Conciseness on Display
February 1, 2023
CONCISENESS ON DISPLAY
This newsletter will prove something many of you may have doubted--that I can be concise.
Today I received an email from a reader named Penny asking whether there had been any progress toward publishing my new book. It reminded me that we've completed two full seasons of the year and are deep into a third since my "Hope Perches" newsletter in June. So in case anyone else is wondering, here is my response to her:
Thanks for checking, Penny. Very kind of you—and encouraging. I guess I need to post another short newsletter to update reader-friends. It has been 7+ months since the last one!
No real progress yet, but I've recently put out feelers with two other publishers so will give them time to respond—or else ignore me long enough to communicate that they're not interested. The agent who has had my full manuscript since October (and who said he would evaluate it over Thanksgiving, when his office would be quiet, and then would let me know whether he would take me on as a client to represent to his publishing network). . . well, that agent has been totally silent. I believe I can safely conclude that he's not interested, especially since he said after requesting and receiving the full manuscript that "this is really long" and would be a "hard sell to Christian publishers today," who aren't generally interested in novels with a slower plot.
Thank you for reminding me that there may be others who wonder if there's any progress. I really ought to let them know! Maybe I could even post this email as my "newsletter." Recycling can be so economical and efficient. ☺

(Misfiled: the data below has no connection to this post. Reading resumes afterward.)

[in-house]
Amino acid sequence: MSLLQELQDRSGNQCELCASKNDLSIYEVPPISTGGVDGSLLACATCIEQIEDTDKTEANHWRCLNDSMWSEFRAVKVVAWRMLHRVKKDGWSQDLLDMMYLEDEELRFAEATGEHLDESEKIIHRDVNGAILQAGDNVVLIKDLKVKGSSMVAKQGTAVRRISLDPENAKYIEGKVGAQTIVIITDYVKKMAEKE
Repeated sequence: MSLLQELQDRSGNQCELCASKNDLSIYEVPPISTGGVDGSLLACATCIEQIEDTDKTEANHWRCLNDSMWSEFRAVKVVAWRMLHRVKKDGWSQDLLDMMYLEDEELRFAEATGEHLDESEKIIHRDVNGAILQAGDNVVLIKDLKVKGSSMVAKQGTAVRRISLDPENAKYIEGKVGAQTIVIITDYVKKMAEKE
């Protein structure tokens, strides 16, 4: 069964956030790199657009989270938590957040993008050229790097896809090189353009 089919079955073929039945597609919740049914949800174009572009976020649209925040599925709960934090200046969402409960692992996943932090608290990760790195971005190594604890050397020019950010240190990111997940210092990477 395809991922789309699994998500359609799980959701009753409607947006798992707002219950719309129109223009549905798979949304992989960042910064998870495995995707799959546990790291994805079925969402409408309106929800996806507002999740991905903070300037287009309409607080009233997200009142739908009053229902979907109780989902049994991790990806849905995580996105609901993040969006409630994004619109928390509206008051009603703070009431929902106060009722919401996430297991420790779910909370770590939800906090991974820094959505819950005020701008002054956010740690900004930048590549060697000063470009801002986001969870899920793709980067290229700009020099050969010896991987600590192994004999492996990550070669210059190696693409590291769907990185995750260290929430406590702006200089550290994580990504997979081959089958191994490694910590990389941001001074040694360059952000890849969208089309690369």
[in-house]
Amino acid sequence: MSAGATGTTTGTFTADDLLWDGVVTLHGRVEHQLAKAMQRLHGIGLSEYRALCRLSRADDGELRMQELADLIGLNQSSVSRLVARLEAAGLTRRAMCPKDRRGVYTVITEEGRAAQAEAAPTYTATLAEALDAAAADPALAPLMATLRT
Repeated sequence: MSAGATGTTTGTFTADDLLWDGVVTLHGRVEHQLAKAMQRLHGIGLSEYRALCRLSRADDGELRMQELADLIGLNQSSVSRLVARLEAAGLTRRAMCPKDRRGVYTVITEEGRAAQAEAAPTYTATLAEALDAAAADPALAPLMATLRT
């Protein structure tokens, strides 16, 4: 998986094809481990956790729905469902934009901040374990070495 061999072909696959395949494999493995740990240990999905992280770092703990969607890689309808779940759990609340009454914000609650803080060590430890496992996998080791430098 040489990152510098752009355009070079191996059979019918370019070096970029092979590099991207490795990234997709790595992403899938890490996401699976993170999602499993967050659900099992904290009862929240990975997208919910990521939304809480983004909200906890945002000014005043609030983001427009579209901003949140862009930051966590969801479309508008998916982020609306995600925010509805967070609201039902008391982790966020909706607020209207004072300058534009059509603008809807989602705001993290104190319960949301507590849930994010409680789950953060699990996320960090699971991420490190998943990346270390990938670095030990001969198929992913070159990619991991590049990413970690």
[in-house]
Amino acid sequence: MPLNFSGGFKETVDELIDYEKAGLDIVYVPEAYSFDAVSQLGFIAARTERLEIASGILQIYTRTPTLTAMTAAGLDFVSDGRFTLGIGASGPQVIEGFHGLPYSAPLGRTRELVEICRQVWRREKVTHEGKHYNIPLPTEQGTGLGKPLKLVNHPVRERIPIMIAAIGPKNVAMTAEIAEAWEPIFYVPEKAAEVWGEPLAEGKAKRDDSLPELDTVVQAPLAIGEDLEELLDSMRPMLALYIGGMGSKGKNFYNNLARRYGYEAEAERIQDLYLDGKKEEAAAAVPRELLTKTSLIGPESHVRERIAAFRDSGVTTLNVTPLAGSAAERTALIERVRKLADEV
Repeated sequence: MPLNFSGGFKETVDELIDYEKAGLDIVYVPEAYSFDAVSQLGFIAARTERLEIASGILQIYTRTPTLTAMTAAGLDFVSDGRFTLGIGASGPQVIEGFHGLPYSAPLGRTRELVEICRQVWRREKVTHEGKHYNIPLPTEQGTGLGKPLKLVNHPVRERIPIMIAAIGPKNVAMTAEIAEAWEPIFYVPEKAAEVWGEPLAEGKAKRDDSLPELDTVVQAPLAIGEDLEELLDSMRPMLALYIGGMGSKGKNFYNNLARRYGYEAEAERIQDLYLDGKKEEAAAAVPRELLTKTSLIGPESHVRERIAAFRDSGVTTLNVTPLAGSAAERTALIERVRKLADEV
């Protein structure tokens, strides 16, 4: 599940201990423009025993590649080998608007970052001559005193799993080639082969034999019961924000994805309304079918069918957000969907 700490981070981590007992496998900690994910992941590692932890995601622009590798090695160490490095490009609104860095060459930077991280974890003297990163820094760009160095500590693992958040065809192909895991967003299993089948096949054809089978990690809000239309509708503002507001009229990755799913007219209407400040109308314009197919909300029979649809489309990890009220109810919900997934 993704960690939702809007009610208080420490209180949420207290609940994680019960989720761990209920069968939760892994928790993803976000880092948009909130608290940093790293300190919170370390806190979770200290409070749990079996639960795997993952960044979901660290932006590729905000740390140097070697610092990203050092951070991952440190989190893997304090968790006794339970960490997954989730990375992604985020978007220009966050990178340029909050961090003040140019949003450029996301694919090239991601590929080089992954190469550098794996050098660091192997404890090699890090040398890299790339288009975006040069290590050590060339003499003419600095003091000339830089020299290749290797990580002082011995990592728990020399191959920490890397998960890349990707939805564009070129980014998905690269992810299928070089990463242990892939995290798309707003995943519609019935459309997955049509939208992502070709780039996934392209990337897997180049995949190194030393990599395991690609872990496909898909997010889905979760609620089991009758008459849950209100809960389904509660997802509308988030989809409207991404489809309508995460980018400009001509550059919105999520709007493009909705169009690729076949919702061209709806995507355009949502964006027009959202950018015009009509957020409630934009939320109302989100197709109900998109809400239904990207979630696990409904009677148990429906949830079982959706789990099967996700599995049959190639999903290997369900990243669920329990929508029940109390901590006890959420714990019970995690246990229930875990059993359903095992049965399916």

Addendum to email: Since June I also contacted another Christian publisher recommended to me by a marketing friend, and they also declined, saying they weren't adding other titles to their small fiction line but were focusing on women's devotionals. Other small publishers I've researched want the author to assume almost the full burden of marketing a book. (The marketing side of things has always been one big advantage of signing with a traditional publisher, however.) The idea of self-publishing is still in the back of my mind, and it may be time to bring it closer to the front. I do know a couple of very capable people who could help. In the meantime, the new reprints of my first seven novels are selling fairly well on Amazon. I honestly don't know how many copies should have been sold to qualify for "selling like hotcakes," but, after all, they aren't new books, just new editions. All for now lest my conciseness claims prove false.